There is a Go Kart track in Arizona that allows races for both Cyclists and also Motorized Bikes, but on different days because the groups hate each other. They will likely allow Unlimited Power ebikes on the Motorized Bike days.
We have seen a multitude of electric motorcycle road racing with Unlimited Power.
What we have been missing is the concept of a Limited Power class much like you might ride in the 125cc class or the 250cc class in motocross. Most of the classes so far have not attempted to set any limit on the peak power consumption, however, ePower does require that all motors be rated as 1000 watts or less.
The "new breakthrough" from the electronic perspective is that this new chip opens the door to practically doing a Limited Power racing class.
A major misconception is that you need a special bike for any of this. With the Limited Power chip attached to ANY EBIKE it would perform as desired... so the openess of this concept is actually one of it's strongest arguments.
Any ebike could race... as long as they insert the chip between the battery and controller and connect it to the throttle it will even things out.
It just makes no sense to have 10hp ebikes because at that point they really are motorcycles in disguise. Better to simply limit the power to 1hp (1000 watt input / ~750 watts output) so that the "bicycle" aspect is recognized.
Is an ebike a "bicycle" or a "motorcycle" seems to be the point of confusion... I'm saying that it's still a "bicycle" while others want to sneak into the "motorcycle" definition.
Above and beyond all this is the aspect of practicality. If an ebike racing league is designed so that the bike can only be ridden on the Go Kart track, then you have a very small group of potential customers if you want to sell products into that market. On the other hand, if the Electric Bicycle Road Racers are designed to be still legal on the street then you can sell millions to anyone and they can ride the bikes around their neighborhoods.
So the biggest argument is really about mass production and wider mass appeal.
"An EBRR bike in every garage." ...might be the motto.
The Mental Checklist
The mental checklist for EBRR might go something like this:
Q: Do you expect to get a license to use an EBRR bike on the street?
A: If "No" then EBRR with power limiting will allow you to ride on the street as well as on the track. It's illegal in most states to have more than 1hp ebikes and they cannot be sold as being more than 1hp without legal problems.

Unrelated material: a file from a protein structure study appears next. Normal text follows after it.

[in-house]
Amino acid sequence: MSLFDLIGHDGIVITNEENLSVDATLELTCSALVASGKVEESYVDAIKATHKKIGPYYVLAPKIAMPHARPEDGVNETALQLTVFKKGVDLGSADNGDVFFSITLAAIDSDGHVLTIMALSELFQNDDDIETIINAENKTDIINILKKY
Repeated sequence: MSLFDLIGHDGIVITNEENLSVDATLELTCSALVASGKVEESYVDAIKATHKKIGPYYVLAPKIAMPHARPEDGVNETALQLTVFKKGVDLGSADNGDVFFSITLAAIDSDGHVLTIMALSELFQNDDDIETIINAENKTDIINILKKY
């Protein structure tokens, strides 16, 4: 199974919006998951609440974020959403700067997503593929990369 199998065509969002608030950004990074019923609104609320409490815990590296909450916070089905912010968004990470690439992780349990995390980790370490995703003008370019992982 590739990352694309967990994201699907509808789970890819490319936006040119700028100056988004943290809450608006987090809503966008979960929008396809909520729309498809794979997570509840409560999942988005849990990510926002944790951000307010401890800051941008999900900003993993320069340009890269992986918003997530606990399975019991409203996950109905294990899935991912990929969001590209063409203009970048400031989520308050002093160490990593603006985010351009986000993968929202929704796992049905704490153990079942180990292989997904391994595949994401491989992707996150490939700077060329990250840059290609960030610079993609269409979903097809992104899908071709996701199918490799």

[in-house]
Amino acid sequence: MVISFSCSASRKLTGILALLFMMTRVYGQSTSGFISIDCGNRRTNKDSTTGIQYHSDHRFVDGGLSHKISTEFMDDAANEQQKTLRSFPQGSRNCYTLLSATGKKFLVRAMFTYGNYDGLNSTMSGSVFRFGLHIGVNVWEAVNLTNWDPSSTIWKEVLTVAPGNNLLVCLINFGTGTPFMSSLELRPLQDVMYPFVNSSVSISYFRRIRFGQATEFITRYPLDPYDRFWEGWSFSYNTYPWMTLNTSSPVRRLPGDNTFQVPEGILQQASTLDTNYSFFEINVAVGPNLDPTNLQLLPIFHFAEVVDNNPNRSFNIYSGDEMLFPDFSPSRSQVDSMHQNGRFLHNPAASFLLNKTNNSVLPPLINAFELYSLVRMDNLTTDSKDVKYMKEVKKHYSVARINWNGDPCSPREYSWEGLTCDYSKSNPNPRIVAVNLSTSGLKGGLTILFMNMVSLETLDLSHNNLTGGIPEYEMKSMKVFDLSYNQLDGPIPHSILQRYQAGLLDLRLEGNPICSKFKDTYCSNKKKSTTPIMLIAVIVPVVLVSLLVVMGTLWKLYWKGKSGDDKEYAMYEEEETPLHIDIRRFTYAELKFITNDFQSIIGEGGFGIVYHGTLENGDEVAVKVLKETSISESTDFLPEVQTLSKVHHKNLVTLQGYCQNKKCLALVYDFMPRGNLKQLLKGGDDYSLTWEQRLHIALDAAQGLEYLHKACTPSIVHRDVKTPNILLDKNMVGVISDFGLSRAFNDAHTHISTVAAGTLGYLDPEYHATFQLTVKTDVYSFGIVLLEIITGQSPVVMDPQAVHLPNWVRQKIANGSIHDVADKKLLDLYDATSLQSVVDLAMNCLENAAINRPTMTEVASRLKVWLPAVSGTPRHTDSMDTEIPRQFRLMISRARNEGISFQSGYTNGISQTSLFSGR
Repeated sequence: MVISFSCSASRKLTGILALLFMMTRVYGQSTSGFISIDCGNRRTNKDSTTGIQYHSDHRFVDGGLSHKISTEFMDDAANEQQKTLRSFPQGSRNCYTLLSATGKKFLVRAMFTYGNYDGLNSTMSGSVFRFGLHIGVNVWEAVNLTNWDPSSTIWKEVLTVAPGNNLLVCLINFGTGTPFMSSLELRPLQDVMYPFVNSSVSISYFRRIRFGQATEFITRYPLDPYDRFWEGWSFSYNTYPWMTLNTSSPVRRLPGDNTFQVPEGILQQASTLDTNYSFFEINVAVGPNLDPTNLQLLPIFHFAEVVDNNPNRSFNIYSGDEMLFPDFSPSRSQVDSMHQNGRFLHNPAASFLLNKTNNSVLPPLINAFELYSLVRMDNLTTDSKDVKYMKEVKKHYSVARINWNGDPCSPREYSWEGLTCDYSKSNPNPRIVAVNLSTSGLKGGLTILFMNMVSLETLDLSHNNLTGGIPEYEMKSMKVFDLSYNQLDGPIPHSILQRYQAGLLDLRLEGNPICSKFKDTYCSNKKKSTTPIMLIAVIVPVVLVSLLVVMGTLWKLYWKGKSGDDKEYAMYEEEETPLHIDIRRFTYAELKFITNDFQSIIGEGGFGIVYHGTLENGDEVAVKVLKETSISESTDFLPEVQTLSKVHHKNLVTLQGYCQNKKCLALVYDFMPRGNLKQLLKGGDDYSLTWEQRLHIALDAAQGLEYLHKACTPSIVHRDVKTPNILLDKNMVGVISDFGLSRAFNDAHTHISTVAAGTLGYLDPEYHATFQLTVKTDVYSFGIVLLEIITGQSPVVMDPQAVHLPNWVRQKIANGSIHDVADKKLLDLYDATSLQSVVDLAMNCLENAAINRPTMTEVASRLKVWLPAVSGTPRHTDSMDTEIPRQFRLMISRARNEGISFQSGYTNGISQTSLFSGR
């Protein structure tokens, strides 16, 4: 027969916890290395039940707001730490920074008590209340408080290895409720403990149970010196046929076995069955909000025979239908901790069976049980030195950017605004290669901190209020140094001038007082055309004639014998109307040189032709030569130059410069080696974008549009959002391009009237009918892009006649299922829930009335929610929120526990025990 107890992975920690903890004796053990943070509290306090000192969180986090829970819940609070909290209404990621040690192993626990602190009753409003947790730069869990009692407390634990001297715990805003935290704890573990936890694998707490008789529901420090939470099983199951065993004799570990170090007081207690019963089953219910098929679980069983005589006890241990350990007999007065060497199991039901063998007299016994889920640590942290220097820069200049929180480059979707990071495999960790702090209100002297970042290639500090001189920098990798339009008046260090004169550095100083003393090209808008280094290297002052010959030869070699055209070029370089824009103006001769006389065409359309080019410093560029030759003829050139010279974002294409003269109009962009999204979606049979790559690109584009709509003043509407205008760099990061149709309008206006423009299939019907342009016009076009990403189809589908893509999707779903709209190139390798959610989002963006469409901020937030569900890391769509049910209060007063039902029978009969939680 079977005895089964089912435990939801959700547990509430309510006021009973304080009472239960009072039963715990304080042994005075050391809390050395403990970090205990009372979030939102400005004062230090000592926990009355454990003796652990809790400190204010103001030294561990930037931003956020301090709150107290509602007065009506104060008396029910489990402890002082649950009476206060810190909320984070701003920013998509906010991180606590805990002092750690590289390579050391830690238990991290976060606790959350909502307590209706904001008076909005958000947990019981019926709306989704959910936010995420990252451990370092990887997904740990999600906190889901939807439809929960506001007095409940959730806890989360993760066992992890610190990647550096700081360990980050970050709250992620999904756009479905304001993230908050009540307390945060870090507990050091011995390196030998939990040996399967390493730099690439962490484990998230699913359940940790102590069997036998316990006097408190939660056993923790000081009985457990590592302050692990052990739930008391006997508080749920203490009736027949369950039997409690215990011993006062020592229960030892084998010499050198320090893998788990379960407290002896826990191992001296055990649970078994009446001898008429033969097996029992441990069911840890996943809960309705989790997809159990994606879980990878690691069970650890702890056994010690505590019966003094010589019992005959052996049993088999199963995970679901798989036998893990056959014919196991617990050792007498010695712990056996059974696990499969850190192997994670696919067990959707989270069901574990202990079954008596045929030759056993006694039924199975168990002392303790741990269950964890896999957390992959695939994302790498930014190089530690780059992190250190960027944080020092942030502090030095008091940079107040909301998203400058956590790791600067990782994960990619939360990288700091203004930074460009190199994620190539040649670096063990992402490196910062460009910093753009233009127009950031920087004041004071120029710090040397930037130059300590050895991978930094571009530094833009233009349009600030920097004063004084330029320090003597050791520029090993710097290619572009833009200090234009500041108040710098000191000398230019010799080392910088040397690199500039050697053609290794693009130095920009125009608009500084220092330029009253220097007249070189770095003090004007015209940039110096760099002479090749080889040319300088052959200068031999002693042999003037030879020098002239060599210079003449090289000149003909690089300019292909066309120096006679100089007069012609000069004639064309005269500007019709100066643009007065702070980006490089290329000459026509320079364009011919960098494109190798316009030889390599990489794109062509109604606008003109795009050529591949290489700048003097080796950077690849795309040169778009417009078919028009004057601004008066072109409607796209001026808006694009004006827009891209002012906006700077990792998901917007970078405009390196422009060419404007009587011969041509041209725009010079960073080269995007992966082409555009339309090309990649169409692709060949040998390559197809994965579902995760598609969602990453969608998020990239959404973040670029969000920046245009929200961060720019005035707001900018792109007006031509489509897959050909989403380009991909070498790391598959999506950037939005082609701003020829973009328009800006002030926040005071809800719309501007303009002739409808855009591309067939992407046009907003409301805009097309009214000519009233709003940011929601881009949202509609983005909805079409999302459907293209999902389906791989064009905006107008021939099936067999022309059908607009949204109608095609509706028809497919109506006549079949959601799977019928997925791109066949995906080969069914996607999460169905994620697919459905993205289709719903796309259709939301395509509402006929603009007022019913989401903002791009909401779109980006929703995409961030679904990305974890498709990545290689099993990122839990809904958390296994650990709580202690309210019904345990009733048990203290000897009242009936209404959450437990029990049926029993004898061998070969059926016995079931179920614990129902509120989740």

Q: Do you want to go 100 mph?
A: If "Yes" then you are in the wrong sport and need to look into motorcycles. If "No" then EBRR is just fine. Top speed for EBRR should be about 40 mph on the flat based on 1hp and good aerodynamics. This compares to about 30 mph for Cycling.
Q: Do you hate Cycling?
A: If "Yes" then you aren't EBRR material. EBRR is still an athletic sport and does require that you pedal with authority at times.
Q: Do you live near a Go Kart track?
A: Since there are Go Kart tracks in every state in the US and in just about every country in the world there are plenty of places to hold EBRR races. So if "Yes" you are in luck and that's most everyone.
...I could go on, but the point is that EBRR is not attempting to compare itself with anything already in existence.
Sad Demographic Realities
America is obese... and it's not just adults, but even the children are obese. In the Southern states it's worse because of the weather, but across all the states people have gotten fatter recently.
Ebike riders tend to follow the national trends and are often even worse off as many take up the hobby because of advancing age or poor health. Overall the base demographic to draw from for a sport like EBRR is pretty grim.
Cyclists are abnormal because they buck the obesity trends and so they are actually the ones who best represent the future of any kind of athletic sport. Cyclists who would consider electric assisted racing might be rare though.
The core "problem" as I see it now is that if you expect any type of racing to emerge "organically" from out of shape Americans that it will tend to mirror the trends of those that are into ebikes now.
Unhealthy people will want sports that unheathly people can do.
So I'm aware of the disconnect between present reality and "ideal" future reality. The present unhealthy demographic is not very good raw material to get anything started.
Business is always Conservative By Nature
When Shimano made the corporate decision to get into the electric bike motor market they did so in the most conservative way possible. Their Steps 250 watt motor is the lowest common denominator across the worlds legal standards. In the US you are allowed three times as much power, but if Shimano chose to build a 750 watt electric bike motor they would be limited to sales in the US.
This should make us think...
If EBRR is to be a success you can't expect major corporations to fund the mass production if they perceive the investment as "risky". Any EBRR racing class that goes above 750 watts (1000 watt input) is going to alienate the world of mass production and the real people that lose out is the general public.
Business is conservative, it will never support racing that can't be sold anywhere.
P. I. N. O.
"Pedals In Name Only" - "Pee No"
...this has a top speed of 50 mph, but is it really a bicycle?